Netanyahu: I Hope Obama Will Continue to Support Israel at United Nations

JERUSALEM , ISRAEL- MARCH 20: U.S. President Barack Obama (L) greets Israeli Prime Minister Benjamin Netanyahu during a press conference on March 20, 2013 in Jerusalem, Israel. This is Obama's first visit as President to the region, and his itinerary will include meetings with the Palestinian and Israeli leaders as …
Heidi Levine-Pool/Getty

TEL AVIV – Prime Minister Benjamin Netanyahu said Saturday that despite disagreements he enjoyed his meetings with President Barack Obama over the past seven years, but he hopes the commander-in-chief will not advance a last-ditch Palestinian state initiative at the United Nations before leaving office on January 20.

“Contrary to what people think, I always enjoyed each of the — I’m told — 17 meetings,” Netanyahu told Channel 2 news, following what is likely to be his last face-to-face meeting with Obama in New York on Wednesday.

“In some of them we disagreed. On much we agreed. And I especially enjoyed this meeting because it came after we signed” the $38 billion U.S. aid package deal, which is “an important moment for the State of Israel and for U.S.-Israel relations,” he said.

Netanyahu confirmed that the notion that Obama would use his last months in office to push a diplomatic initiative – such as not employing the U.S. veto on a UN resolution – did not come up at the meeting.

“Did we speak about it? The answer is no. Do I hope that he doesn’t do it? The answer is yes,” he said.

In his address to the General Assembly on Thursday, Netanyahu quoted Obama’s 2011 speech at the same forum in which the president insisted that a resolution to the conflict will only come through direct negotiations between the parties and not through the UN.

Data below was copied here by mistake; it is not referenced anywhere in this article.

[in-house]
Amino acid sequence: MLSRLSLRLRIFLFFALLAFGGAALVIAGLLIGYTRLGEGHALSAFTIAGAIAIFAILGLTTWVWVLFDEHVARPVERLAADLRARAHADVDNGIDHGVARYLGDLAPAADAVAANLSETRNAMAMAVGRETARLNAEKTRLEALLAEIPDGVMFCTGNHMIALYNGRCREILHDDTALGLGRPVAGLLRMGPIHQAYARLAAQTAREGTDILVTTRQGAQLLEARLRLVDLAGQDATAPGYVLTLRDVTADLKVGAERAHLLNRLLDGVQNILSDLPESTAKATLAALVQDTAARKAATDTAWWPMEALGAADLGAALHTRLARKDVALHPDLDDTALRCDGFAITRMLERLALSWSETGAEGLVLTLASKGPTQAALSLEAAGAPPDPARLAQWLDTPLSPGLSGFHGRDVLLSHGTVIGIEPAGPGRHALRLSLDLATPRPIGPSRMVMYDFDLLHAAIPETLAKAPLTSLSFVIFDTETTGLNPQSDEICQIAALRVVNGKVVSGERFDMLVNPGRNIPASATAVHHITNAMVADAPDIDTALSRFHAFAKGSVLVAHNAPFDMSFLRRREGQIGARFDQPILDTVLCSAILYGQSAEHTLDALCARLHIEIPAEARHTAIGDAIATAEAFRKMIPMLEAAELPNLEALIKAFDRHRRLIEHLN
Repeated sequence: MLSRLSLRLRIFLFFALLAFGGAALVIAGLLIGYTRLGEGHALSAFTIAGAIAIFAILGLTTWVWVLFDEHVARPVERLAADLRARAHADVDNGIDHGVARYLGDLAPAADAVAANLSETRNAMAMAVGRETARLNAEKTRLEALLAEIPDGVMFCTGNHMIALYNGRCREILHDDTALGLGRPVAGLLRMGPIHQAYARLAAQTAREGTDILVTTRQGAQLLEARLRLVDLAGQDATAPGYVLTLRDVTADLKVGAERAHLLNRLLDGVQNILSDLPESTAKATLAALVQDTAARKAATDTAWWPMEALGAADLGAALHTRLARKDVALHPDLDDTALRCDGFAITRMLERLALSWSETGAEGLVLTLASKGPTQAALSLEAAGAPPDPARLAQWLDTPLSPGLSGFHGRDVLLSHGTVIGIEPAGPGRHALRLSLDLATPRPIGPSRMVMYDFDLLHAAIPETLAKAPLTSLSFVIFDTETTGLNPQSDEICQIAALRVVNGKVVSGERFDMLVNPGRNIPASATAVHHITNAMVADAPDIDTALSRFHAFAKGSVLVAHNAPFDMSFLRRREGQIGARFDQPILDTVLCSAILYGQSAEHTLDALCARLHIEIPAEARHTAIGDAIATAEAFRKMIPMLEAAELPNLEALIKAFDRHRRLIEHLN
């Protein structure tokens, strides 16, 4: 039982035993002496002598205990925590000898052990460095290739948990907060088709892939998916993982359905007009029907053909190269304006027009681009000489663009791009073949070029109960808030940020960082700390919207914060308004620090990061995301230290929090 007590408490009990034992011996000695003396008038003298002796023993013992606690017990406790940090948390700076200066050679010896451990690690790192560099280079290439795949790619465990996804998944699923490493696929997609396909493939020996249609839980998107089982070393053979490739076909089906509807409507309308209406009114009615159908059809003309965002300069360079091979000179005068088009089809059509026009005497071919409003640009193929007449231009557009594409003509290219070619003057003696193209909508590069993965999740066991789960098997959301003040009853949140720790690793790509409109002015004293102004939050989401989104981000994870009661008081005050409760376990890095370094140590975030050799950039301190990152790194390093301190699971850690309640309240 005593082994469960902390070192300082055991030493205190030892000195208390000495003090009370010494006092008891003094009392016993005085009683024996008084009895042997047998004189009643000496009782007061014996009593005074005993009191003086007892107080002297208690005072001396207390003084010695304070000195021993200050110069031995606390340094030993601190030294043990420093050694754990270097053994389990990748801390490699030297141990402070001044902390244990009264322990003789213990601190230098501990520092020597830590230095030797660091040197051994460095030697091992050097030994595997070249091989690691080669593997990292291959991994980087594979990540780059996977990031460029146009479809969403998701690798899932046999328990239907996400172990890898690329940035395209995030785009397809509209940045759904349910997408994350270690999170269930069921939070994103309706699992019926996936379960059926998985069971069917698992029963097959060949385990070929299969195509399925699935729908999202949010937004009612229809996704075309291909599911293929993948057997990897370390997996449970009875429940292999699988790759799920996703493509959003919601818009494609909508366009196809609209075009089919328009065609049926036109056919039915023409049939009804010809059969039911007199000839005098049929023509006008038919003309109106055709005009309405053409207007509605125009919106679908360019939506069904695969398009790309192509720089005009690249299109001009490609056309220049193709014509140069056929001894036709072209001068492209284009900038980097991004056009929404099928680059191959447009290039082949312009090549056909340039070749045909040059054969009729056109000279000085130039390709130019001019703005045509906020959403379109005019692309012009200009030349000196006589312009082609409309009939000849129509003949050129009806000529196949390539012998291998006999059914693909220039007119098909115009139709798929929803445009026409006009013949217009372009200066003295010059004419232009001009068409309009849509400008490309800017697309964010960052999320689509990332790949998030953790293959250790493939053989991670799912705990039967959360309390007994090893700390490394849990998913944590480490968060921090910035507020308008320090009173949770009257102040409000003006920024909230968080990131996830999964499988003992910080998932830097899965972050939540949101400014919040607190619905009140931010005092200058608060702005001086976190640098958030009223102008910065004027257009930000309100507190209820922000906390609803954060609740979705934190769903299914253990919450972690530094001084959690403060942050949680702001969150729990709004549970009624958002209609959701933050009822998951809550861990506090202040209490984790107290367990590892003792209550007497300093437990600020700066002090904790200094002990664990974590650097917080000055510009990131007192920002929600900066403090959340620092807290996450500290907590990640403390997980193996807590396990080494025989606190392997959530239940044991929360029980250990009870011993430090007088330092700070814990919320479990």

“I can only hope that this consistent policy by Obama will hold true to the end of his term,” Netanyahu told Channel 2, adding that the only time the U.S. president had used his veto in the Security Council was against an anti-Israel resolution dealing with settlements in 2011.

Netanyahu reiterated his view that Israel was not interested in binational state.

“I want an agreement whereby the Palestinians will recognize our state, just as we will recognize theirs. Not a state that they will flood with refugees, but rather the national home of the Jewish people. Their refusal to recognize [Israel] as the national home of the Jewish people, in any borders, remains the heart of the conflict.”

He added that Palestinian leaders were “ensnared in an internal trap they’ve pushed themselves into.”

“They’ve created so much propaganda against the State of Israel that it’s difficult for them to make the [necessary] change,” he said.

Senior Obama administration officials said that at the meeting the president raised “profound U.S. concerns about the corrosive effects of settlement activity.” However, a senior Israeli official from Netanyahu’s delegation said the issue was barely touched upon.

The premier also met with Secretary of State John Kerry on Friday.

“We had, I thought, an excellent meeting with President Obama,” Netanyahu told Kerry.

Kerry expressed his support for safeguarding both the two-state solution and Israel’s security.

“There are things we believe we could achieve in the next months, and there are serious concerns that we all have about the security of the region, the need for stability, the need to protect the two-state solution,” Kerry said.

“And our hope is obviously that we can find a way to utilize the friendship of our countries to advance what we believe is not only of the highest priority for Israel to provide for its long-term security, but also to create a new relationship within the region that can be powerful in reinforcing that long-term security interest.”

Kerry also met Friday with three other representatives from the Middle East Quartet – UN Secretary-General Ban Ki-moon, Russian Foreign Minister Sergei Lavrov and European Union foreign policy chief Federica Mogherini – and expressed “grave concern” that “the acceleration of settlement construction and expansion in Area C and east Jerusalem, including the retroactive ‘legalization’ of existing units, and the continued high rate of demolitions of Palestinian structures, are steadily eroding the viability of the two-state solution.”

Regarding Gaza, the Quartet said the “dire humanitarian situation” there was untenable, but acknowledged the “illicit arms build-up and activity by militant Palestinian groups, including rockets fired toward Israel.”

In response to a surge of terror attacks by Palestinians against Israelis, the Quartet said both sides must “take all necessary steps to deescalate tensions by exercising restraint, preventing incitement, refraining from provocative actions and rhetoric, and protecting the lives and property of all civilians.”


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